By Alessandra Malito
Please help me. I am a 68-year-old woman married 17 years to the love of my life. Our finances have always been separate, and I signed a prenuptial agreement acknowledging that his son will inherit his estate held in a living trust (about $3 million). I get our home, and he is leaving me $350,000 in his will.
The husband took a lump Social Security payout before we met. We have always lived debt-free, and I have a nice 2020 vehicle. While I live a modest lifestyle, his health has prevented us from enjoying a vacation for eight years. I am eager to travel more in the future. My husband is terminally ill and will likely live only another year or two. His medical bills are not my responsibility.
In 2019, we built a new home. Although its exact value is unknown, I will probably clear about $800,000 for this asset, expecting I will purchase a smaller home upon his passing.
I get Social Security and a pension, and now collect about $20,000 total annually. I have been an ambitious saver and now have reached about $350,000 earning good money on my mutual funds. Other stock is worth about $20,000, and I have a 457 account worth $65,000. I have $60,000 in savings and $20,000 in checking currently.
I have never removed a dime from my investments, and doubt much will change that would necessitate this until I am alone. My husband pays our living expenses now. My goal is to enjoy the remainder of my life, leaving as much money as possible to my four siblings.
Sounds pretty good to me, but I have been taking risks holding my savings in stocks to earn an annual realized return of more than 15% in the last decade. And I do not have long-term-care insurance.
Can I expect to live out my life in good financial health?
I am so sorry to hear about your husband’s illness. That is such a difficult experience to live through. I am glad to see you are planning for your finances after he passes — that will save you a lot of headaches along with the heartbreak, and give you stability and security in your older age.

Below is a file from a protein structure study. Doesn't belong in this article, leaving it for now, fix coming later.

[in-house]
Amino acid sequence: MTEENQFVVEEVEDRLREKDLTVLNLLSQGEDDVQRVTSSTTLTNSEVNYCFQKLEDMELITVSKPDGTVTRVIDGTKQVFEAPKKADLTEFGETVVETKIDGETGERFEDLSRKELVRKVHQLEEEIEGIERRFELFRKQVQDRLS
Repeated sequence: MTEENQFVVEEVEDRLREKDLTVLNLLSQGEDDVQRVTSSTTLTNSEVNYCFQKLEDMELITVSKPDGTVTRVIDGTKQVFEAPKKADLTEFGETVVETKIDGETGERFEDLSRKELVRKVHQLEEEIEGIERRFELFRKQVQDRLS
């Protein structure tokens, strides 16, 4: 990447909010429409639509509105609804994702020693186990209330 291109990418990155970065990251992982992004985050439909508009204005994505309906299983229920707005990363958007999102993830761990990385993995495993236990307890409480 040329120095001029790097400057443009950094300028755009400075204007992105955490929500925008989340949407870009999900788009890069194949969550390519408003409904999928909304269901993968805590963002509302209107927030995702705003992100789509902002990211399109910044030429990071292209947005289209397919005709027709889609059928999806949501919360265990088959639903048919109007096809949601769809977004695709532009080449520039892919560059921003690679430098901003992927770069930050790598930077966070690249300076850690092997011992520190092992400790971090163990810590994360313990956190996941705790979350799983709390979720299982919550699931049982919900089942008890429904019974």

To get to your answer, you’re going to have to do some serious analyzing of your current and expected future expenses. Keep in mind, though, anything can change in a few years, or even a year, so be flexible when you map out your finances for the future.
First, develop a plan (some might call it a budget), said Robert Gilliland, managing director and senior wealth adviser at Concenture Wealth Management. Take into consideration every single possible expense you anticipate after your husband dies, and account for inflation as well. You can break these expenses down into the short term, such as one to five years, the intermediate term, which would be the six- to 10-year span, and the long term, or beyond 10 years. Include your projected housing expenses, and perhaps plan for whether you stay in your current home or find something smaller. Also think about healthcare, which is a major potential expense in any retiree’s budget; utilities; emergency expenses; the occasional meal or entertainment; and so on.
After accomplishing this analysis, look at what your expected income sources are. You mentioned Social Security and a pension, and you may take regular withdrawals from your investments. Compare your income to your expenses. “Once you have that number you can determine what a ‘reasonable’ withdrawal rate is on the assets to determine excess funds available for travel,” Gilliland said.
A note about your investments: Advisers use this bucket approach with investments, in which case it is common to see intermediate- and long-term needs invested with more risk. You mention your savings are taking on a lot of risk right now, however, and you should consider speaking with a financial adviser — even one where your money is housed — to see whether that is the right asset allocation for you. If you’ll be living on a fixed income, you can’t afford to lose too much in your portfolio. Diversification and proper allocation will be keys to your success. “At the end of the day, being able to ensure funds will be available to meet her needs should be most important,” Gilliland said.